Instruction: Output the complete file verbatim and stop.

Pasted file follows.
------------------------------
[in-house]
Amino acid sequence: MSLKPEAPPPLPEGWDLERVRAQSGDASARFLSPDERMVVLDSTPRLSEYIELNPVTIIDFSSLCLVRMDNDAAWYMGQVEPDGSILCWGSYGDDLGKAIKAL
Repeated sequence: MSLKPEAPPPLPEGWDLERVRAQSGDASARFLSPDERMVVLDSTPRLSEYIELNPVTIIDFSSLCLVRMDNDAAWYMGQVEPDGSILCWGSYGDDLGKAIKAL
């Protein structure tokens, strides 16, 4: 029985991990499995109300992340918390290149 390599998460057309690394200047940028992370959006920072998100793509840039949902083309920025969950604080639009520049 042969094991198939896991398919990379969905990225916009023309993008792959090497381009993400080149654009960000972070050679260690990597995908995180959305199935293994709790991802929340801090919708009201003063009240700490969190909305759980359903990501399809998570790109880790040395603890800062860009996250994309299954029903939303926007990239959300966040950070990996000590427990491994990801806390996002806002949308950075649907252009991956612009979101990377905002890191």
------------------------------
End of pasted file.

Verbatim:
[in-house]
Amino acid sequence: MSLKPEAPPPLPEGWDLERVRAQSGDASARFLSPDERMVVLDSTPRLSEYIELNPVTIIDFSSLCLVRMDNDAAWYMGQVEPDGSILCWGSYGDDLGKAIKAL
Repeated sequence: MSLKPEAPPPLPEGWDLERVRAQSGDASARFLSPDERMVVLDSTPRLSEYIELNPVTIIDFSSLCLVRMDNDAAWYMGQVEPDGSILCWGSYGDDLGKAIKAL
């Protein structure tokens, strides 16, 4: 029985991990499995109300992340918390290149 390599998460057309690394200047940028992370959006920072998100793509840039949902083309920025969950604080639009520049 042969094991198939896991398919990379969905990225916009023309993008792959090497381009993400080149654009960000972070050679260690990597995908995180959305199935293994709790991802929340801090919708009201003063009240700490969190909305759980359903990501399809998570790109880790040395603890800062860009996250994309299954029903939303926007990239959300966040950070990996000590427990491994990801806390996002806002949308950075649907252009991956612009979101990377905002890191």